Last Thursday, the New York Times published a piece about the trials and travails of a bunch of old ladies living in a San Francisco Housing Authority building in the Castro that was overrun by crystal meth fiends. Apparently, the old ladies repeatedly complained to the Housing Authority about the addicts in their midst and were, unsurprisingly, pooh-poohed for their troubles. The neighborhood had to collapse into the gutter followed by a police raid on the building to shut down the resident meth lab before the Housing Authority was willing to take steps to evict the meth addicts.
A year and a half later, with about half a million American dollars spent on legal bills and building security, they were finally able to get the meth heads out. Alas, like the proverbial cucaracha, meth addicts tend to multiply and where one once ground his teeth like a frenzied moron, a million more show up snorting around, looking to party with tina.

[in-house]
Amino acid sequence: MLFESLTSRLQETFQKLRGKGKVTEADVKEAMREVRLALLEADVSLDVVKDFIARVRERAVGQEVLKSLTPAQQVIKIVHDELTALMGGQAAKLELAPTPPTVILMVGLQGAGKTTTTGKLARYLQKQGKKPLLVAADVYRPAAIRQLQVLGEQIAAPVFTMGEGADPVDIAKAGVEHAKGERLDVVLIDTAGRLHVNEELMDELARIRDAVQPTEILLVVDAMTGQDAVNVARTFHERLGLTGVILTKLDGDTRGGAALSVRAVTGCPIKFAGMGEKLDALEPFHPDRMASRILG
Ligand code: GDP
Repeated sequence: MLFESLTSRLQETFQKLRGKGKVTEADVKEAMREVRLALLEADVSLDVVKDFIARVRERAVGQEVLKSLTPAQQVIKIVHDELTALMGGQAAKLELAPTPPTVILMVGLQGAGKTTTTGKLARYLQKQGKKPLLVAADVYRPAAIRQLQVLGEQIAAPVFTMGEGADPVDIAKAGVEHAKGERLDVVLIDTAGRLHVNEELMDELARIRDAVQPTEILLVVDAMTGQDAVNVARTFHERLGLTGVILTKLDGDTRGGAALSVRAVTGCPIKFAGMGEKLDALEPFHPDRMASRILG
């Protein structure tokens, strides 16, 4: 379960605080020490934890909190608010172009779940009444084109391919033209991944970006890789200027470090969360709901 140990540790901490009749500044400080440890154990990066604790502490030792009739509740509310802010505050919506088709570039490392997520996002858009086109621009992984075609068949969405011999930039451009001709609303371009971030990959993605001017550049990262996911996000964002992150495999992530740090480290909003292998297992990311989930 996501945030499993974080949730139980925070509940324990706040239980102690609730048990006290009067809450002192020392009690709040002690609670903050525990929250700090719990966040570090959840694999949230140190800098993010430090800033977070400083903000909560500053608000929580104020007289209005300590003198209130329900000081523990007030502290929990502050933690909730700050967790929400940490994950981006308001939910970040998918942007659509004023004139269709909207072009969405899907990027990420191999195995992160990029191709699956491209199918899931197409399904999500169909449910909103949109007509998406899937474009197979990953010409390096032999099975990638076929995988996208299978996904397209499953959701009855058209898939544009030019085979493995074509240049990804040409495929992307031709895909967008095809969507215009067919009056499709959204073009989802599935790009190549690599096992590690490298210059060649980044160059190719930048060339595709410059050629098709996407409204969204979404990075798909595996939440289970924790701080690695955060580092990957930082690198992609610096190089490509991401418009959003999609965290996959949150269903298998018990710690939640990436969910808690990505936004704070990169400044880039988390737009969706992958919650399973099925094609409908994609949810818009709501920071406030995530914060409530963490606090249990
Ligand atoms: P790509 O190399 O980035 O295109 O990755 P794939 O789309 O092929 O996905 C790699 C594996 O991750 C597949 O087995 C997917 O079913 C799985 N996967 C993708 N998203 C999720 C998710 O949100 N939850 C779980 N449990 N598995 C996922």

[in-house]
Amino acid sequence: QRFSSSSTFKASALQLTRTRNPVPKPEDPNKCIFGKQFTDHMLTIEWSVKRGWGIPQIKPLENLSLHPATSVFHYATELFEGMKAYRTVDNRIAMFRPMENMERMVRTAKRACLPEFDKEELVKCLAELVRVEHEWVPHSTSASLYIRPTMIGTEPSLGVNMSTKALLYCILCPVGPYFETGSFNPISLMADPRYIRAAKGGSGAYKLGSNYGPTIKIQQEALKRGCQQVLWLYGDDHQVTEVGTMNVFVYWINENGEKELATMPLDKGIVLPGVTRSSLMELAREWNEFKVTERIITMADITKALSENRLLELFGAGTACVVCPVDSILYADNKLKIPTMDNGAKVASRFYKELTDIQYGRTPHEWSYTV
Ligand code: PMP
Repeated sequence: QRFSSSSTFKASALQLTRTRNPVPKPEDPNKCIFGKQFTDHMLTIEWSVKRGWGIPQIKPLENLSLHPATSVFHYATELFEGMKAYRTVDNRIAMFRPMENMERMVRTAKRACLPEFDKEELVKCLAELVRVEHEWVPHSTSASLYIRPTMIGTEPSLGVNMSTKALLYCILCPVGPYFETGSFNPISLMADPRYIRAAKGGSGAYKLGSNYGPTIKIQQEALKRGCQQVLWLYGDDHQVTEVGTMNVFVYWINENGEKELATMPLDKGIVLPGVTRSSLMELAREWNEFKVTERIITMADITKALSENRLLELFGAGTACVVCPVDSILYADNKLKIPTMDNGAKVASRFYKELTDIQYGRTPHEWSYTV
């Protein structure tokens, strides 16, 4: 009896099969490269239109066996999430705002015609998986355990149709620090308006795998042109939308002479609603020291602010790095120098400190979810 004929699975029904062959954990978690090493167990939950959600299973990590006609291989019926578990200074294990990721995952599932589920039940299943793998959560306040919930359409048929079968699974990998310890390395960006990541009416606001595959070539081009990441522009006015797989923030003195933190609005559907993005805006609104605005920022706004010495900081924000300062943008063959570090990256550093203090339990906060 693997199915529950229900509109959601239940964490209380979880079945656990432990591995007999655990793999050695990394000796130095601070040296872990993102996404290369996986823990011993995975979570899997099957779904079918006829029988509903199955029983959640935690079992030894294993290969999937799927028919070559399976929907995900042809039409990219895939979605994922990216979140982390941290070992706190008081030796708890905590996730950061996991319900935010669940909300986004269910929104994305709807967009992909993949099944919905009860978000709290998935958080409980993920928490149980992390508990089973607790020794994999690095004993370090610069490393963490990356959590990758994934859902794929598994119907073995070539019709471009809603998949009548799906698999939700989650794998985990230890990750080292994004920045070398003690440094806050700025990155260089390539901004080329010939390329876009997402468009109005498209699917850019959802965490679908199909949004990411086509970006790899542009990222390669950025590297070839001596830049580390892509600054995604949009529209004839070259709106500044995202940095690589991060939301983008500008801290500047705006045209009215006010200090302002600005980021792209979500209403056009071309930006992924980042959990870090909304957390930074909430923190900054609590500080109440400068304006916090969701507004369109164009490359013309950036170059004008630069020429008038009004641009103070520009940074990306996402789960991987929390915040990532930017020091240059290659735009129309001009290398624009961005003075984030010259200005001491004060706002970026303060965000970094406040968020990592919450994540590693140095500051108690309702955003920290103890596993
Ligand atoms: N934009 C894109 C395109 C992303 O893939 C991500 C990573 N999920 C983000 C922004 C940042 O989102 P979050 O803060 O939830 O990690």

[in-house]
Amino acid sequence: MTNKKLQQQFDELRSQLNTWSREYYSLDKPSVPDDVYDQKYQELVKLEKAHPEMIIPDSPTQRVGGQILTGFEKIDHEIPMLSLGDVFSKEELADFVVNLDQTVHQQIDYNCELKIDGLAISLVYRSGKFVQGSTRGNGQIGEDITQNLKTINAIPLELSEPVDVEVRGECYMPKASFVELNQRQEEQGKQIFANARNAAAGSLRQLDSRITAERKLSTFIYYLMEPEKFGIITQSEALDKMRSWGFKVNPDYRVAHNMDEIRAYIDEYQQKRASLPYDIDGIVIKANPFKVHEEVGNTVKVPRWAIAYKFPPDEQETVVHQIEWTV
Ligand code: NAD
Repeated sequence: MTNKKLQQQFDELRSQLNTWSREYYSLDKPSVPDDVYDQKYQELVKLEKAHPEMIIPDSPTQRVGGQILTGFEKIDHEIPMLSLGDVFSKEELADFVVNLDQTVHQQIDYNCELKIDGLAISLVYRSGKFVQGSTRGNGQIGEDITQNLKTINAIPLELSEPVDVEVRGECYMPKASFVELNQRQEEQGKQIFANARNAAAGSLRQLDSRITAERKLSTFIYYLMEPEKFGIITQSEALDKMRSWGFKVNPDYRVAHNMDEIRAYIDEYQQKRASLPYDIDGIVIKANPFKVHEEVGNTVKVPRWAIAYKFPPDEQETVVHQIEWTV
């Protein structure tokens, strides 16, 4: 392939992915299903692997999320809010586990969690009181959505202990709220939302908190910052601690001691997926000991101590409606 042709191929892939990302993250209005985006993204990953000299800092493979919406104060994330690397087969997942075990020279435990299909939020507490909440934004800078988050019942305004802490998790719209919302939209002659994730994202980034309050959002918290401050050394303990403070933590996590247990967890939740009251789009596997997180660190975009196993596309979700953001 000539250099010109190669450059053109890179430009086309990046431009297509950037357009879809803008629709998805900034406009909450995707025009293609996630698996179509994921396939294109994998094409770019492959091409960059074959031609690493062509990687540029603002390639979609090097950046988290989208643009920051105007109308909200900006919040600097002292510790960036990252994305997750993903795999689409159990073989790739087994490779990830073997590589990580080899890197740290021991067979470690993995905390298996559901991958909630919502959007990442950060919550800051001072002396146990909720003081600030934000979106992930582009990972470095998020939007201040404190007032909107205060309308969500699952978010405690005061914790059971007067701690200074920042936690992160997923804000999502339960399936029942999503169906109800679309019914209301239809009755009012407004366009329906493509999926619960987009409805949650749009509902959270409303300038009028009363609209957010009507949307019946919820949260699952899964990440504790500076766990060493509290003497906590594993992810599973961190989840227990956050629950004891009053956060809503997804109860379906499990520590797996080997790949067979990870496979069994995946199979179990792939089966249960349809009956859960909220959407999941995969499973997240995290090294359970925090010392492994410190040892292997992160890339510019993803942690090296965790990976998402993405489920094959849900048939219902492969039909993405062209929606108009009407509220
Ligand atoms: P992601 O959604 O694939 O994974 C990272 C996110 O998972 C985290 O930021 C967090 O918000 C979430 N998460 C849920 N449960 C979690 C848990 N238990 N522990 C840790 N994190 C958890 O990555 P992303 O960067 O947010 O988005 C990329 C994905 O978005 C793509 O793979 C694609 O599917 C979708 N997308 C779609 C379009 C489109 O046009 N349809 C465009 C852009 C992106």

All this aside, the true revelation in this article was the following quote:
"I don't know what crystal meth is, sir," said Henry A. Alvarez III, the agency's executive director.
Come again? Wait a minute. Let's get this straight. The Executive Director of the SFHA, the agency responsible for putting roofs over the heads of the San Francisco's poors and downtroddens, has never heard of a drug that has been the scourge of the city for over a decade? Hasn't he seen the public health campaigns against meth that feature bad neo-constructivist art/sexy cartoon characters/meth-addled porn stars who keep falling off the wagon? Didn't he get an orientation pep talk on the city's woes when he landed this gig? You know, something with a sassy, gum-smacking, street-smart social worker who talks the hep jive of today's youth and says things like "Meth is (insert snappy negative rhyming word here)," like in an episode of "The White Shadow."